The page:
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At least two things in life are certain: death and uncertainty. Taxes can be avoided or evaded, and not everyone is liable for them. Even the proverbial well-oiled machine can inexplicably break down without warning.
But first, what is the role of a statistician? Here are some of the things we do:
- Design research
- Design sampling plans and supervise data collection
- Make projections from samples to populations
- Quality assurance
- Develop and test hypotheses, including complex causal models
- Analyze data
- Make predictions and forecasts
- Perform simulations
- Interpret data, models and forecasts, and make recommendations
This is quite a lot, even for an experienced statistician. What’s more, it’s not unusual for a statistician to be brought into a project suddenly without sufficient briefing and be asked, in effect, to save the game. I’m sometimes reminded of relief pitchers in baseball who have little time to warm up before getting on the mound with the bases loaded and no one out. We’re often under a lot of pressure.
Most of our clients, internal or external, have had little formal training in statistics beyond the very basics. Serious misunderstandings about data and analytics are more the rule than the exception, and the meaning of evidence is frequently unclear.
Moreover, the way the fundamentals of statistics are usually taught – by plugging numbers into formulas – can give the impression that’s all there is to it. It’s just calculations. Of course, to one extent or another, everyone realizes it’s not quite this simple, but how complex statistics is may not be readily apparent to most. An Analytics Toolbox gives a snapshot of the methods I use, and there is much more than what I’ve listed.
Because of these misperceptions about statistics, and the natural human tendency to look for quick, confident, yes-or-no answers, statisticians can seem wishy-washy. Frequently, though, we really don’t know the answer, only one or more possible answers.
Part of this gap in perspectives is because statisticians are trained think in terms of conditional probabilities, i.e., given B what is the probability of A? This is not natural for humans – we prefer to put things into mental boxes, preferably this one or that one.
Let’s not forget politics, both personal and organizational, either. Here are some tight spots we statisticians can find ourselves in:
- The client is high on a research method they’ve used for years, a legacy of a now-retired guru still revered in the company. However, we have discovered this method has serious flaws. How do we handle this situation tactfully?
- The client has apparently misinterpreted research conducted by a marketing research agency. They have been misled, but we aren’t sure. During the course of discussions, it becomes clear that the client has made questionable decisions as a result of the mix-up. What do we do?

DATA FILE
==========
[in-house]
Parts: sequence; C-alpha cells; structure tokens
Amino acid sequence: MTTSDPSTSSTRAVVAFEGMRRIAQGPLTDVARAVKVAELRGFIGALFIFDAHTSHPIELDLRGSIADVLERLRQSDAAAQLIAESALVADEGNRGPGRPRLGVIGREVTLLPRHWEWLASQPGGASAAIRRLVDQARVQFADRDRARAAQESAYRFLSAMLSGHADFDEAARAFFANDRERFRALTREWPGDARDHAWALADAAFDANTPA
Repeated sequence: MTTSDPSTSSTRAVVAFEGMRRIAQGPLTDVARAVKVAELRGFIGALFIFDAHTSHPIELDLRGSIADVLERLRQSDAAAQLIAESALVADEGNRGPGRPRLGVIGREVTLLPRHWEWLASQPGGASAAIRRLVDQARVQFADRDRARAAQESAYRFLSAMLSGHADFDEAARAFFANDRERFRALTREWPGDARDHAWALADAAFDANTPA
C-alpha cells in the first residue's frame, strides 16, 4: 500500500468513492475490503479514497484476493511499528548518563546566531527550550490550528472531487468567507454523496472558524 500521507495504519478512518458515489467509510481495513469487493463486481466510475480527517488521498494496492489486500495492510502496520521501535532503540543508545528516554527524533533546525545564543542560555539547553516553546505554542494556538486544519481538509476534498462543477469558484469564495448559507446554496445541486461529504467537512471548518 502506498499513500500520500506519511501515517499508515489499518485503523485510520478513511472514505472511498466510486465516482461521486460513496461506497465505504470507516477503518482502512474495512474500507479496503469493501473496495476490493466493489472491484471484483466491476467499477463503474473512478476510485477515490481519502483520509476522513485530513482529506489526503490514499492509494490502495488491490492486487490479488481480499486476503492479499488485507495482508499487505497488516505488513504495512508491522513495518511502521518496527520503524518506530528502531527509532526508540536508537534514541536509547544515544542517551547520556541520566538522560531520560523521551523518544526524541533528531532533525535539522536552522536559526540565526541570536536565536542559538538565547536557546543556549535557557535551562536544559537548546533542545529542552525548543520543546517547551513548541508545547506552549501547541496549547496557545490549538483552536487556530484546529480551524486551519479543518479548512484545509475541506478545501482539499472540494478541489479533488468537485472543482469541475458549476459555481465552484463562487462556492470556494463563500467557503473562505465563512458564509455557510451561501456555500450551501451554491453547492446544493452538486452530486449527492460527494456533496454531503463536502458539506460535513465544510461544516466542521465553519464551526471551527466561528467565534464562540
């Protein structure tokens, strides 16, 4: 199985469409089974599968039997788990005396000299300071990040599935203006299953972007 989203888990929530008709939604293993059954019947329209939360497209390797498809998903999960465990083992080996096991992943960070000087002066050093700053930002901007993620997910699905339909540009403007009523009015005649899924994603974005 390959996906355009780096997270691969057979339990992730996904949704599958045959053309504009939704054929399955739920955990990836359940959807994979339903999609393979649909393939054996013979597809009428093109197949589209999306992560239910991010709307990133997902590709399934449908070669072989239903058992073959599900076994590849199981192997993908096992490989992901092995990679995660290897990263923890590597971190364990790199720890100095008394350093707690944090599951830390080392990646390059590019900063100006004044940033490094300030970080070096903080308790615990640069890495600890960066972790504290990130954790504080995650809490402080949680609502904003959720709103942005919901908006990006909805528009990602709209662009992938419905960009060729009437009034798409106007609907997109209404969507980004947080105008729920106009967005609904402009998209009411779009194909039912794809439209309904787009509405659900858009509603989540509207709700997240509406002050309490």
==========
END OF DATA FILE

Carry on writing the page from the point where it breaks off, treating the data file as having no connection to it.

- One or more key decision makers doesn’t want to hear what we have to say. It could be that our advice runs counter to an initiative they have been championing or a decision that, unknown to us, has already been made. Perhaps it just “doesn’t feel right” to them. For any number of reasons, they may choose to ignore our recommendations. We may be interacting with them for the first time, which makes it harder to know how to respond.
- It’s not unusual for there to be rival factions on the client side or many parties involved, including ad agencies and external consultants. We will not be able to please everyone and, if not careful, may displease everyone.
- “We already knew that!” can be difficult to respond to. Perhaps we hadn’t done our homework or were misinformed by a colleague or member of the client team. Perhaps the client is just trying to save face. “But now you have evidence you were right!” is not a good reply, though I’ve heard this and similar responses recommended for situations such as these.
Technical details are usually difficult to explain in simple, layperson’s words, and anytime we simplify, we risk misleading our audience. One reason statistics textbooks are usually jam-packed with mathematics is that many statistical concepts cannot be explained concisely in words. Statisticians need to think several steps ahead and try to anticipate reactions to our explanations and how we should respond to those reactions.
Statistics is seldom as simple as 1-2-3, and experience and judgment will always be crucial to what we do. Often our answers to your questions are just our best guesses. While we may wish to be as confident and self-assured as the cool cat in the background photo, we cannot deny or hide from uncertainty. And we shouldn’t try to, since the value of statistics is that it is a systematic and proven means of dealing with uncertainty.
If there were no uncertainty, there would be no statisticians.
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